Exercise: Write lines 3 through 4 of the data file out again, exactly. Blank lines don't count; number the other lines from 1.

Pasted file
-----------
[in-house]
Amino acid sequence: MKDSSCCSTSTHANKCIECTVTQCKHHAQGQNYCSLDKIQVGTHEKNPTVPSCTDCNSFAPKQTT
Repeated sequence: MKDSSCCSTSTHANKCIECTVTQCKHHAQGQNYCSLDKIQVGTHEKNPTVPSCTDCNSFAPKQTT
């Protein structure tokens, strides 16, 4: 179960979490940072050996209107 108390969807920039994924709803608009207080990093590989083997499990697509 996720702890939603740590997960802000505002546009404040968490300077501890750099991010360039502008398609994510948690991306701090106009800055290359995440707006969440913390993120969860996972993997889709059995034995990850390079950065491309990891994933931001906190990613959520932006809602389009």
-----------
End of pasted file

Repeated sequence: MKDSSCCSTSTHANKCIECTVTQCKHHAQGQNYCSLDKIQVGTHEKNPTVPSCTDCNSFAPKQTT
């Protein structure tokens, strides 16, 4: 179960979490940072050996209107 108390969807920039994924709803608009207080990093590989083997499990697509 996720702890939603740590997960802000505002546009404040968490300077501890750099991010360039502008398609994510948690991306701090106009800055290359995440707006969440913390993120969860996972993997889709059995034995990850390079950065491309990891994933931001906190990613959520932006809602389009």